York University students and staff met with senior management and employees from Yamana Gold Inc. at the firm’s head office in the Toronto for a reception to celebrate an award that helps first-generation students achieve success at the University. The event took place Nov. 21.
“The Yamana Gold First Generation Award aligns perfectly with our commitment to provide students with the best education and greater pathways to success,” said Mamdouh Shoukri, president and vice-chancellor of York University. “The award represents how a collective can come together to advance the vision of a more innovative and accessible university. I want to thank everyone at Yamana Gold for sharing in our vision of success.”
The Yamana Gold First Generation Award is a renewable yearly award that provides financial assistance to academically deserving students entering York who are the first member in their family to pursue post-secondary education. Yamana Gold’s $250,000 was matched by the government to create a $500,000 endowment, which has helped to fund 10 students’ educations since its inception in 2012. First-generation students constitute about one quarter of York’s student body.
“I have seen many students with promise struggle to fulfill their potential due to financial barriers,” said Karen Warner, manager of scholarships and bursaries at York. “The Yamana Gold First Generation Award supports our mission by providing students with the financial support they need so that they may be successful in their studies and complete their degrees with little or no student debt.”
Peter Marrone (LLB ‘84), chairman and CEO of Yamana Gold Inc., spearheaded the creation of the award on behalf of the company. Born to Italian immigrant parents, he noted that establishing the award was a meaningful personal endeavor because he is the first in his family to attend university, and it allowed him to give back to the University by improving access to education.
“Seeing Mr. Marrone’s accomplishments is so inspiring and makes me feel that I can also succeed because he comes from a similar immigrant background to mine,” said Arvil Revesencio, a first-year student who received the award. “The only barrier between me and attending York was money. This award took a heavy load off my back and my parents’ shoulders, and granted me the opportunity to pursue my fascination with the human body through kinesiology studies.”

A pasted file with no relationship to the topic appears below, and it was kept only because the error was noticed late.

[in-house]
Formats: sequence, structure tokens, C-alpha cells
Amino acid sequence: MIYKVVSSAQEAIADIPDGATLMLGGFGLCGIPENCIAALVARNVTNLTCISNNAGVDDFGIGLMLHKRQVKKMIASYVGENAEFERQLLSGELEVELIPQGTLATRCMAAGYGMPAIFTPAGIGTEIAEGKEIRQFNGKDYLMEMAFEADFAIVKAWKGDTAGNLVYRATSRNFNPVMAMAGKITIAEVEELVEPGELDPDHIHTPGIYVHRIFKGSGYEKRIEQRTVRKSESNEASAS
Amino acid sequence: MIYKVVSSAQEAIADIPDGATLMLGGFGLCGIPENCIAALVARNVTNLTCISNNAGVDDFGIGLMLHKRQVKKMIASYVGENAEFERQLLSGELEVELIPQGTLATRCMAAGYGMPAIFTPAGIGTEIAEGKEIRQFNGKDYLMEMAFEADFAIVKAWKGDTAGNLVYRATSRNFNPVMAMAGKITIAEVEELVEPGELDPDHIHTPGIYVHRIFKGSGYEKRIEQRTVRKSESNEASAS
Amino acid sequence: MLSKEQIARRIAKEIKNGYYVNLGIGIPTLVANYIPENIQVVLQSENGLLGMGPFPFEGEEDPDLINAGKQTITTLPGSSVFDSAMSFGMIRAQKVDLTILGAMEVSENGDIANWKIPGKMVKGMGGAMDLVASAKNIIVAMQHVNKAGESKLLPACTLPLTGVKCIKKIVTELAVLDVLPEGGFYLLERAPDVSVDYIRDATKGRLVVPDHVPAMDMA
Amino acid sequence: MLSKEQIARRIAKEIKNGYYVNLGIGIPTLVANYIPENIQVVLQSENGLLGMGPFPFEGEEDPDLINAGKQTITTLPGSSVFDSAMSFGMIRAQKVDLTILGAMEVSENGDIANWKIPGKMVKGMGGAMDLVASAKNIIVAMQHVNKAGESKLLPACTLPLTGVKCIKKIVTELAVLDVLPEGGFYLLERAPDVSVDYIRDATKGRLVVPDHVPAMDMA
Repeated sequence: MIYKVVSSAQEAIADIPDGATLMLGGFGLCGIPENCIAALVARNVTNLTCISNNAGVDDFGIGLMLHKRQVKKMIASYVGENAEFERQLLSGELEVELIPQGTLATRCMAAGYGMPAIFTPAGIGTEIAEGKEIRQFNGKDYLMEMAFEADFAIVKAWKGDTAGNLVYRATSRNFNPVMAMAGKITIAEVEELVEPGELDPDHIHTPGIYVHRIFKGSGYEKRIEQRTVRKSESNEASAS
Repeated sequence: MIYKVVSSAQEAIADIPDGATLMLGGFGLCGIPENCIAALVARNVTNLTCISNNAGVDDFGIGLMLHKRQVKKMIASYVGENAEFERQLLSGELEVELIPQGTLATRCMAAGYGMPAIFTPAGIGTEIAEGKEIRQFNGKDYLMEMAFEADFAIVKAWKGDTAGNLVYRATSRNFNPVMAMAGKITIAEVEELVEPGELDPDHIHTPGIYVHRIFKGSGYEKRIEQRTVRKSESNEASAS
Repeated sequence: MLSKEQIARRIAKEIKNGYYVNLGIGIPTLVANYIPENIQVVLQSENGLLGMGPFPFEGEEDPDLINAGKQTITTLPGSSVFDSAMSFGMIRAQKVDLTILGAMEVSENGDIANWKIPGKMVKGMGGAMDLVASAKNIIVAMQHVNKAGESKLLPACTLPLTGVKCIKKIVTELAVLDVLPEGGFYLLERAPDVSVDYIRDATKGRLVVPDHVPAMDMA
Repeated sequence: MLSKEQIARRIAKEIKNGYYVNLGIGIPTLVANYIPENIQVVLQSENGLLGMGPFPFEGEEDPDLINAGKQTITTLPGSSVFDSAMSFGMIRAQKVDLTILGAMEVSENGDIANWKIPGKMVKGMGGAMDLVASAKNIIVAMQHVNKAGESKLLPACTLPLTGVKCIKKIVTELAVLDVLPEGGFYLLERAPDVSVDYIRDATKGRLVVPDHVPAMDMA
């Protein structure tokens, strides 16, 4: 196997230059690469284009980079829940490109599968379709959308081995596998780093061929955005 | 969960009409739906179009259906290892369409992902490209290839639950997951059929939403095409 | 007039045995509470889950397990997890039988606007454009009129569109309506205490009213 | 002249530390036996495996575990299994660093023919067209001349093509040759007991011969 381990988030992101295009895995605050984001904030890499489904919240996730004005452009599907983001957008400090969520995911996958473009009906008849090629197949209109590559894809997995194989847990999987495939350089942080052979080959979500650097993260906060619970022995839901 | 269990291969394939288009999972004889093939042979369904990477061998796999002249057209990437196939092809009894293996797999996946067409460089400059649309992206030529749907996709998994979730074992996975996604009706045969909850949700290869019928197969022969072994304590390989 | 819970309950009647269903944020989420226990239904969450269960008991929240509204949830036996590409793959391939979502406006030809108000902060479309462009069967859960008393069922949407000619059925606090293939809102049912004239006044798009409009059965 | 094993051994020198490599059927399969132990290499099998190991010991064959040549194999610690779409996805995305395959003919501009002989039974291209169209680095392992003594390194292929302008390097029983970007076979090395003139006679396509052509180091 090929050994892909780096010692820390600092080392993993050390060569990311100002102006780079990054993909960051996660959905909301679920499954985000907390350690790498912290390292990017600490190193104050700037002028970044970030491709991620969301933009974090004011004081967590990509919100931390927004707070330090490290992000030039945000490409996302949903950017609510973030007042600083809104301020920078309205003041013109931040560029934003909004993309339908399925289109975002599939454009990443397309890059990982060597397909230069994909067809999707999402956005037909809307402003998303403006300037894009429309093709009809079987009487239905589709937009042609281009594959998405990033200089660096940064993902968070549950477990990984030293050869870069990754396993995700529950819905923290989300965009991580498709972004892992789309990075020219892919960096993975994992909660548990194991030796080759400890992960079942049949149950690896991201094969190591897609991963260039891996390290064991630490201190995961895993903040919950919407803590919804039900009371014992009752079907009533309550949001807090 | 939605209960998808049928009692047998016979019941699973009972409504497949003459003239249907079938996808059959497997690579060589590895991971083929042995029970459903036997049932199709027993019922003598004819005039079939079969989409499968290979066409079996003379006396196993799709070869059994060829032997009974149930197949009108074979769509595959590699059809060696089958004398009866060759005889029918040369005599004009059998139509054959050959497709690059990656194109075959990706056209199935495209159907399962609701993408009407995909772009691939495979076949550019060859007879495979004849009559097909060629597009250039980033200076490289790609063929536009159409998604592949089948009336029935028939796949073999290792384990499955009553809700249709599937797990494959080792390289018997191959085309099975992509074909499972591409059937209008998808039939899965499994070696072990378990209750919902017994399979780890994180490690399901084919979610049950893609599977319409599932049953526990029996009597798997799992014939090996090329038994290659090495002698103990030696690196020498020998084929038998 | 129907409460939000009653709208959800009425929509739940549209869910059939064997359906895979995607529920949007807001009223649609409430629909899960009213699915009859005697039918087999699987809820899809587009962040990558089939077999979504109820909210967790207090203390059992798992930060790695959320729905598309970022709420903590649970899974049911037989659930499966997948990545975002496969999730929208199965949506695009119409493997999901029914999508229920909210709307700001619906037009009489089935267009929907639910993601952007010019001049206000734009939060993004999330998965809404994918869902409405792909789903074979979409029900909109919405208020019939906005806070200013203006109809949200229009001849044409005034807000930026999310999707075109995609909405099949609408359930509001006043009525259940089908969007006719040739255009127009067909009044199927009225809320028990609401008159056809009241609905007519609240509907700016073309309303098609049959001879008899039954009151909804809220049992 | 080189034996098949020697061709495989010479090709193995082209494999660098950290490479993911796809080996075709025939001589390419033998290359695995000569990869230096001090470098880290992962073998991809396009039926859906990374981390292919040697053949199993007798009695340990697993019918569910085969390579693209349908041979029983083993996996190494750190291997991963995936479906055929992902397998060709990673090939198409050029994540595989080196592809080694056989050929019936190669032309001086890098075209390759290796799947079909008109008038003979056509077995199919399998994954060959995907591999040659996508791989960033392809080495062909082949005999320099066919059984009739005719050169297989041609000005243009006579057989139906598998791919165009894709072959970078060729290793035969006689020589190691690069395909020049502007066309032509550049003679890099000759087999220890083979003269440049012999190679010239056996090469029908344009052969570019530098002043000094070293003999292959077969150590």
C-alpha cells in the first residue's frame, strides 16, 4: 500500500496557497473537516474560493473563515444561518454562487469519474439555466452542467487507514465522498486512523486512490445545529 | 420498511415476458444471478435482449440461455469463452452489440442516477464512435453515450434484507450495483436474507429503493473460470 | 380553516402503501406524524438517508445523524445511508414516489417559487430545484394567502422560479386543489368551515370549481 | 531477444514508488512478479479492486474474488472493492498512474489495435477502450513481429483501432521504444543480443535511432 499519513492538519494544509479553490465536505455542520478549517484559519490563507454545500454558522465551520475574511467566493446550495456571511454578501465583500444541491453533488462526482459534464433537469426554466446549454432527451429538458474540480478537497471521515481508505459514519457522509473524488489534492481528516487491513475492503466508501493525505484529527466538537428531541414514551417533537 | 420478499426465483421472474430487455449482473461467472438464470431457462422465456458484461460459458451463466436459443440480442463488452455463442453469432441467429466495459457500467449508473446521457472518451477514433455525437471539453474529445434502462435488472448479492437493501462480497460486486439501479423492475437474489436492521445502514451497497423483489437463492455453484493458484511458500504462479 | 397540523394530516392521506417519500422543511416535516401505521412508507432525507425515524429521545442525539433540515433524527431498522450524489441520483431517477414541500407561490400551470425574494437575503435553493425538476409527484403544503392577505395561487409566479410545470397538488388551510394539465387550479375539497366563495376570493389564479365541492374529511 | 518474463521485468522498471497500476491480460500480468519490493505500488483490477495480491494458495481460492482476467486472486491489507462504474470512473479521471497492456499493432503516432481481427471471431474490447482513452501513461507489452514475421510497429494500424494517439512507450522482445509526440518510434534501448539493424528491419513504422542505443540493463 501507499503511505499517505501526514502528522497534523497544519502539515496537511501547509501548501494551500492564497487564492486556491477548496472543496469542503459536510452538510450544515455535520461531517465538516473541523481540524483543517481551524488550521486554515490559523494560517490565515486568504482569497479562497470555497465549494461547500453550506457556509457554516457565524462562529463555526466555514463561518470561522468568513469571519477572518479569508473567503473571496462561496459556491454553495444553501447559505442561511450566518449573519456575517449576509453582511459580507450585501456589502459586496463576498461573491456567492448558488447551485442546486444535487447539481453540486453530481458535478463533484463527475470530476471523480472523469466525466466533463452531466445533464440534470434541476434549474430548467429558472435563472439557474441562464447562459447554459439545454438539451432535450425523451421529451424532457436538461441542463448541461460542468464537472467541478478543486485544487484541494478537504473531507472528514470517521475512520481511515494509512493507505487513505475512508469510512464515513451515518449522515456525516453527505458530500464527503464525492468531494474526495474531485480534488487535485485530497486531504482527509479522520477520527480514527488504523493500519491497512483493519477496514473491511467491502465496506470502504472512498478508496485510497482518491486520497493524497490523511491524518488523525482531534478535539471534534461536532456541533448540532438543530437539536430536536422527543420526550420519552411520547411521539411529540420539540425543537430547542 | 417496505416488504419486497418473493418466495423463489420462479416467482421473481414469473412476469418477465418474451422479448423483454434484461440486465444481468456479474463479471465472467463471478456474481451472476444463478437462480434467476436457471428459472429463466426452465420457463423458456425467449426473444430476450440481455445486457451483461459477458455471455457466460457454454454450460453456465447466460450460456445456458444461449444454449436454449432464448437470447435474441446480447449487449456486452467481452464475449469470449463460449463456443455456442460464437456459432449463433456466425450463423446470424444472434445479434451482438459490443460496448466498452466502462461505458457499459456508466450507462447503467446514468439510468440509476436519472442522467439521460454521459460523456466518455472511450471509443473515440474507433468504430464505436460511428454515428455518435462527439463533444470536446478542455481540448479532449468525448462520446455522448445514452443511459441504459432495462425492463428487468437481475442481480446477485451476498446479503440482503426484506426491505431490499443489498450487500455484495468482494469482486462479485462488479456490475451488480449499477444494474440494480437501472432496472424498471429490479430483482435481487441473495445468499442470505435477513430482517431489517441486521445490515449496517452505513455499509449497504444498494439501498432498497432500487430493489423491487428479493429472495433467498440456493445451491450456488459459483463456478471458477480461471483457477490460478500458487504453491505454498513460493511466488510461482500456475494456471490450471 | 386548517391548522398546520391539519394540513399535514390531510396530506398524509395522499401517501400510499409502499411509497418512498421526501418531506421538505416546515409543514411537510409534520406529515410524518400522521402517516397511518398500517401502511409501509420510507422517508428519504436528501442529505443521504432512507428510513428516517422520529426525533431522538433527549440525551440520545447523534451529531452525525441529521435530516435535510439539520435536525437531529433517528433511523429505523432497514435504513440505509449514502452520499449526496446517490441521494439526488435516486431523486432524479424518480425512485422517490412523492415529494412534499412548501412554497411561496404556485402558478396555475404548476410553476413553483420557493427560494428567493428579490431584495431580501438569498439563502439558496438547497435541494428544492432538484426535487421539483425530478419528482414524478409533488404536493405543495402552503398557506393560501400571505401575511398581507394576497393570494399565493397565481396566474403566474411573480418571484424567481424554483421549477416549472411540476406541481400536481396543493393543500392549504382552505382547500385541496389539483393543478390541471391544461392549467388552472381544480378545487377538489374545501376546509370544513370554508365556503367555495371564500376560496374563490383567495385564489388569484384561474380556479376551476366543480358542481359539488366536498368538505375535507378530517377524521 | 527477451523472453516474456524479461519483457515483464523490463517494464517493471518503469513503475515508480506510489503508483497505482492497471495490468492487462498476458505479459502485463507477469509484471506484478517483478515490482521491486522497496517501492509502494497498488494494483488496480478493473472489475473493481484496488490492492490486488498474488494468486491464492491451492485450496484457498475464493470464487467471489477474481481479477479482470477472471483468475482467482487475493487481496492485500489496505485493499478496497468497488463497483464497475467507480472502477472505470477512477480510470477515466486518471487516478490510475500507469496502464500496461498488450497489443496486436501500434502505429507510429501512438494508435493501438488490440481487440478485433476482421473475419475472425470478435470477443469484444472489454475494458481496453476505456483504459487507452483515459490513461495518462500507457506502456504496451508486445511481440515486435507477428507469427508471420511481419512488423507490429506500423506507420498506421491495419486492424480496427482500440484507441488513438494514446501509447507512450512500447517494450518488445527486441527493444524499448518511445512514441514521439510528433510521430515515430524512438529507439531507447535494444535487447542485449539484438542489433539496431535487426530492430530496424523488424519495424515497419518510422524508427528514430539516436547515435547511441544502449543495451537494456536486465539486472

In addition to Revesencio, two other award recipients spoke about the award’s impact on their studies and families.
“Growing up in a low-income family, I’ve always understood the importance of working hard,” said Megan Cote, a second-year student at the Schulich School of Business. “I used to worry about how my family and I would manage after I graduate with a load of student debt. Thanks to Yamana Gold, I can now take a breath knowing that my debt is manageable and that it’s okay to shift my focus to my studies and career.”
The award gave Shang XuHan, who graduated from Schulich in October, the ability to pursue an exchange in Shanghai, where she worked as a marketing intern at Louis Vuitton, without worrying about the costs. “I used to think about the people out there who were quietly supporting students like me to pursue university studies, although I did not know their names or faces,” said Shang. “Today, I am glad that I can finally put faces and names to those people.”
One of those faces was happy to learn about how the award affected positive change in the students’ lives: “I’m a first-generation Canadian myself, and I understand the struggles to achieve an education,” said Kavita Kamath, manager, financial projects at Yamana Gold, who attended the reception. “I’m so proud to be at Yamana and give back to a new generation of students by helping these young people complete their studies without financial stress. Their stories are so touching, and it’s very encouraging to hear about their incredible progress.”
Charles Main, executive vice-president, finance and CFO of Yamana Gold, closed the event by encouraging the students to follow their dreams – and perhaps even consider a career in the mining industry.